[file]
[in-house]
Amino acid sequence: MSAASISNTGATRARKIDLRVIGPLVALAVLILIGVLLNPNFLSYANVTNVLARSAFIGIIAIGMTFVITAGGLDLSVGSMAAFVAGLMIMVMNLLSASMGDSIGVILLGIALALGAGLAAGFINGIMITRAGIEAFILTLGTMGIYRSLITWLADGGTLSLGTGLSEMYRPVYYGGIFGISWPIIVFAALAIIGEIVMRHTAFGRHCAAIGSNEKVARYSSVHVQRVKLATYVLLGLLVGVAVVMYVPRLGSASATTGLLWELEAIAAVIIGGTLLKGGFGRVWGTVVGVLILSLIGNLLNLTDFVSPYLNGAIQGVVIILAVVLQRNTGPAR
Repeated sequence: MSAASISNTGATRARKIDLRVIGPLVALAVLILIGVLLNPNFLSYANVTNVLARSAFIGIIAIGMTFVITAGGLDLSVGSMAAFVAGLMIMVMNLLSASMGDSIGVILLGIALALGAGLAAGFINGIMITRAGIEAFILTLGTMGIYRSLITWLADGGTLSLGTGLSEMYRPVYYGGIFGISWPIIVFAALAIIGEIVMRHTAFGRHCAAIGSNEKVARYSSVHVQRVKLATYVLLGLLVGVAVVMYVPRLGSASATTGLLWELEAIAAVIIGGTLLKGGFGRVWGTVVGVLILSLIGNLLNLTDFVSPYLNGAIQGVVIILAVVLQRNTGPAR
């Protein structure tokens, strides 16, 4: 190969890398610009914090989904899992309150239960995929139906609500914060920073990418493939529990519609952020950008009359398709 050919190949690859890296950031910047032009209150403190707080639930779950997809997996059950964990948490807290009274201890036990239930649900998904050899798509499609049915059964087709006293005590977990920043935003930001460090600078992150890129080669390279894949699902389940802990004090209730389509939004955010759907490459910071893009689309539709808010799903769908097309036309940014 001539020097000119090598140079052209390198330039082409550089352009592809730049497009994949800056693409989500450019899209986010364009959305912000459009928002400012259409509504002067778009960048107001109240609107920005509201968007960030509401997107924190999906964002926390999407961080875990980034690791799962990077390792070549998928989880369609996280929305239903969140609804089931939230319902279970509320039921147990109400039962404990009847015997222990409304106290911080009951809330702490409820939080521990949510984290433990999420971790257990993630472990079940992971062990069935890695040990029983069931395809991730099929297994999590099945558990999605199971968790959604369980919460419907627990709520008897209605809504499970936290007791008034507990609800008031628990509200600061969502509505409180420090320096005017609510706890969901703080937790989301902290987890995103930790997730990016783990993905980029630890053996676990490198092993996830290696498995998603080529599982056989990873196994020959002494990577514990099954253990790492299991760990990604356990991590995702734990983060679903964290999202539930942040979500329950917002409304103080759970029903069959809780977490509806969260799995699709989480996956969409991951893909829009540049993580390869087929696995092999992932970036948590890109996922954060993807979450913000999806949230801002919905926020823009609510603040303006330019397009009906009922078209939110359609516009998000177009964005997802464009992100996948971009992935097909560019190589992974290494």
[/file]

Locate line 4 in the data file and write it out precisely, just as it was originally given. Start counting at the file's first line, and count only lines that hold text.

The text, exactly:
């Protein structure tokens, strides 16, 4: 190969890398610009914090989904899992309150239960995929139906609500914060920073990418493939529990519609952020950008009359398709 050919190949690859890296950031910047032009209150403190707080639930779950997809997996059950964990948490807290009274201890036990239930649900998904050899798509499609049915059964087709006293005590977990920043935003930001460090600078992150890129080669390279894949699902389940802990004090209730389509939004955010759907490459910071893009689309539709808010799903769908097309036309940014 001539020097000119090598140079052209390198330039082409550089352009592809730049497009994949800056693409989500450019899209986010364009959305912000459009928002400012259409509504002067778009960048107001109240609107920005509201968007960030509401997107924190999906964002926390999407961080875990980034690791799962990077390792070549998928989880369609996280929305239903969140609804089931939230319902279970509320039921147990109400039962404990009847015997222990409304106290911080009951809330702490409820939080521990949510984290433990999420971790257990993630472990079940992971062990069935890695040990029983069931395809991730099929297994999590099945558990999605199971968790959604369980919460419907627990709520008897209605809504499970936290007791008034507990609800008031628990509200600061969502509505409180420090320096005017609510706890969901703080937790989301902290987890995103930790997730990016783990993905980029630890053996676990490198092993996830290696498995998603080529599982056989990873196994020959002494990577514990099954253990790492299991760990990604356990991590995702734990983060679903964290999202539930942040979500329950917002409304103080759970029903069959809780977490509806969260799995699709989480996956969409991951893909829009540049993580390869087929696995092999992932970036948590890109996922954060993807979450913000999806949230801002919905926020823009609510603040303006330019397009009906009922078209939110359609516009998000177009964005997802464009992100996948971009992935097909560019190589992974290494």